Antique & Auction House Industry Response To Total Trade Ban Of Elephant Ivory And Rhino Horn
The call for a total ban of the elephant ivory and rhino horn (of any age) trade is growing in Australia. On World Wildlife Day, 3rd March 2018, Australian charity For the Love Of Wildlife is hosting a #MelbourneCrush of ivory and rhino horn items, that many people want #Gone4Good.
Donalea Patman, the founder of For The Love Of Wildlife, has highlighted numerous examples of why Australia needs a total domestic trade ban. Some are documented in a recent Nature Needs More Blog: 5 (Alternative) Actions To Make A Difference For Wildlife In 2018.
Given the decimation of elephant and rhino populations in both Africa and Asia, anything that could undermine the commoditisation of rhino and elephant parts, in the form of art, decorations or gifts, would be of benefit to reducing the global desire for such items. In addition, closing down the trade of pre-ban items would remove the possibility for traffickers to launder horns and tusks, from recently killed rhinos and elephants, in to a local, legal market.
So, the question is, who benefits from keeping this trade open? In addition to the traffickers, there are only 2 groups that benefit:
- The people who want to buy and sell personal items
- The antiques dealers, including retailers, auction houses and collectors markets.
That’s it, only these two tiny groups benefit from keeping this trade open. Do we as a society really want to put elephants and rhinos at risk for the vested interests of a few hundred (may be a few thousand) people?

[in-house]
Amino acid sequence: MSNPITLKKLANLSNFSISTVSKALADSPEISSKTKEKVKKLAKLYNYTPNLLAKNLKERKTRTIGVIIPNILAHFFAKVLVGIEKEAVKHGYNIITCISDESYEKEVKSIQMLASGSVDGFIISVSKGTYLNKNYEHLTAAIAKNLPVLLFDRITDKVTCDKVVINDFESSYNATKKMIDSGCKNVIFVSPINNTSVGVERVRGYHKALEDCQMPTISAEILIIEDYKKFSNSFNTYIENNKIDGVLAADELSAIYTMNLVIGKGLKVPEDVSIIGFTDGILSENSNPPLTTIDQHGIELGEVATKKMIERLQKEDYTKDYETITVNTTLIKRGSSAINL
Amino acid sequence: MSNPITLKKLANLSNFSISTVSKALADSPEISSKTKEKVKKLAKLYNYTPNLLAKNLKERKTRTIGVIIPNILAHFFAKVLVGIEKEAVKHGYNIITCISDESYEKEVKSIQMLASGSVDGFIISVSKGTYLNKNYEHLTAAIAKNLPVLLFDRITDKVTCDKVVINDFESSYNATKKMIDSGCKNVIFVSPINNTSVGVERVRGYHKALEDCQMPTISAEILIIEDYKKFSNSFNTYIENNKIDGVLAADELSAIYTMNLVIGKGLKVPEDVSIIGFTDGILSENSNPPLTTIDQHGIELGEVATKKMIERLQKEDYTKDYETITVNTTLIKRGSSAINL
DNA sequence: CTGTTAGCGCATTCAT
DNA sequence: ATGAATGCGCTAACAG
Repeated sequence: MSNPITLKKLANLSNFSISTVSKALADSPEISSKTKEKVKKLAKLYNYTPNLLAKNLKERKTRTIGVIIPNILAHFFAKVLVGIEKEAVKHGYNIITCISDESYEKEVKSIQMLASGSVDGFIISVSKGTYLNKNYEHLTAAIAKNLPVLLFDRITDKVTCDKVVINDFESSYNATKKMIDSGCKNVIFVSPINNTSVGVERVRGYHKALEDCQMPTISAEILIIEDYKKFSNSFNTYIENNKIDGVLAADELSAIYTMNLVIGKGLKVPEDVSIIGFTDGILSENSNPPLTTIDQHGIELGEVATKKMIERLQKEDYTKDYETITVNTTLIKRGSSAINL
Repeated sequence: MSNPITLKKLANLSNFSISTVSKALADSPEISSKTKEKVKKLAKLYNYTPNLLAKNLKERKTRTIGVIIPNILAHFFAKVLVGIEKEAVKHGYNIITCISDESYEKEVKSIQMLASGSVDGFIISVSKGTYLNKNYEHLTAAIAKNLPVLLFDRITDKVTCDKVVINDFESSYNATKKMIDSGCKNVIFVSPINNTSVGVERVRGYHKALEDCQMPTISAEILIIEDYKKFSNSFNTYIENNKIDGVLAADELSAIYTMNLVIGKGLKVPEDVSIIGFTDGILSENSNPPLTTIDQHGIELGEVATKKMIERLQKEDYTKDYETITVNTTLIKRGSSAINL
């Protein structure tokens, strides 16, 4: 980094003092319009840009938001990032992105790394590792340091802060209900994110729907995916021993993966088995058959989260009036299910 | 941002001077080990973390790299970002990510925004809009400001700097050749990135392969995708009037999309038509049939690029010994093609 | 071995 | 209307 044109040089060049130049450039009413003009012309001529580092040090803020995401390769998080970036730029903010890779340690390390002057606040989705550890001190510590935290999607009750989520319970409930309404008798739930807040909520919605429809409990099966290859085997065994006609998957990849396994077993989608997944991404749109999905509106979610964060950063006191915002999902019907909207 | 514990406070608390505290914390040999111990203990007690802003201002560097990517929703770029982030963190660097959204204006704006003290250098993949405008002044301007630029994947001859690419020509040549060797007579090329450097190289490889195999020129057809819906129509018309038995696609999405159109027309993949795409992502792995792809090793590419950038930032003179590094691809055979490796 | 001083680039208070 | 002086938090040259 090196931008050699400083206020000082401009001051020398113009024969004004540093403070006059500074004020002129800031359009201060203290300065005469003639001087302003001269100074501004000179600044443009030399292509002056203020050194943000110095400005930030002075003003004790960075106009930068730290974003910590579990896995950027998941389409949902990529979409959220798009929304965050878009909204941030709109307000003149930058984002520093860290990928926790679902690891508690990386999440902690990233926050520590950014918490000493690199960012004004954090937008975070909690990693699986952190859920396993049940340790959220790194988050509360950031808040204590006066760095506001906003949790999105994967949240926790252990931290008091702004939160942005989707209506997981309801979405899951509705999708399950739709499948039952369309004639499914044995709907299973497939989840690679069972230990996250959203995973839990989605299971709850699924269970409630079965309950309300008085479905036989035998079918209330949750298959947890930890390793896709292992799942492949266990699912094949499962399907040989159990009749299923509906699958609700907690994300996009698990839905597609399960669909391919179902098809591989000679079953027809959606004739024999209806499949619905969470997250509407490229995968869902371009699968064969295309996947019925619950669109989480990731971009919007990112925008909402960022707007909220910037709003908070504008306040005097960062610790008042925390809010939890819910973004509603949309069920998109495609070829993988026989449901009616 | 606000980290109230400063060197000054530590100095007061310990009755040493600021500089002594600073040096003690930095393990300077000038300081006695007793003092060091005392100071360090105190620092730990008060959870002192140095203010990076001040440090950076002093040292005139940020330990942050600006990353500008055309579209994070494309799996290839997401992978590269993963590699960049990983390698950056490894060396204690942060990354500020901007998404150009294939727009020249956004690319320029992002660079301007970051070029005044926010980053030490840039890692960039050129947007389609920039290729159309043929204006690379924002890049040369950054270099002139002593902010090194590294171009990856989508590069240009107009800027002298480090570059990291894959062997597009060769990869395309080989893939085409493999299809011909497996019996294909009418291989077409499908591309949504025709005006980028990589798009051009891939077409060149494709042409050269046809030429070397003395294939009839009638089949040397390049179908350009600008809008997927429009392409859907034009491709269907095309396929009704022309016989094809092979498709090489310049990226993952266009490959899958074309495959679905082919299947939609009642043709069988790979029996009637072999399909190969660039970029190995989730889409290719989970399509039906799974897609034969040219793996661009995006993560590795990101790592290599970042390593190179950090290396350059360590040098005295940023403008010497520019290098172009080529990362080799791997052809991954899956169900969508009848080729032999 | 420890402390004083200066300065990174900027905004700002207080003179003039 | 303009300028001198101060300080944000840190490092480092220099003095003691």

Representatives of the antique/auction houses/objet d’art/collectables industry, in Australia, could lobby government to maintain the status quo or to enact only a partial ban. They have certainly tried to do this, with some success, in the UK.
Similarly, when the State of New York reviewed its position on ivory sales, it invited responses from the antiques and auction house industry. To read the full responses from Sotherby’s and Christie’s follow this link. I want to just point out a couple of their statements:
Sotheby’s statement (from the document): Some changes to the current law would be appropriate and may include things like: stiffer penalties for illegal ivory trade.
Christie’s statement (from the document): Christie’s welcomes the strict and regulated legal ivory marketplace…Legislation strengthening New York’s licensing process, supporting better enforcement efforts, and increasing penalties for the sale or possession of illegal ivory, may be appropriate.
While both Sotheby’s and Christie’s supported ‘increased penalties’, neither acknowledge that, while they were making profits from selling these items, they were not paying the TRUE COST of the sale. The increased penalties that they ‘welcomed’ or they thought would be ‘appropriate’ come at the tax payers expense to police and prosecute. Have their cake and eat it is a phrase that come to mind.
What did we find in Australia? In addition to the Sotheby’s and Christie’s type comments noted, we heard statements including:
- We don’t want to upset our wealthy Chinese clients
- We don’t want to upset customers who give us a large consignment that includes some ivory, if we refuse to sell the ivory, they may go somewhere else to sell the full consignment and then we lose a significant amount of money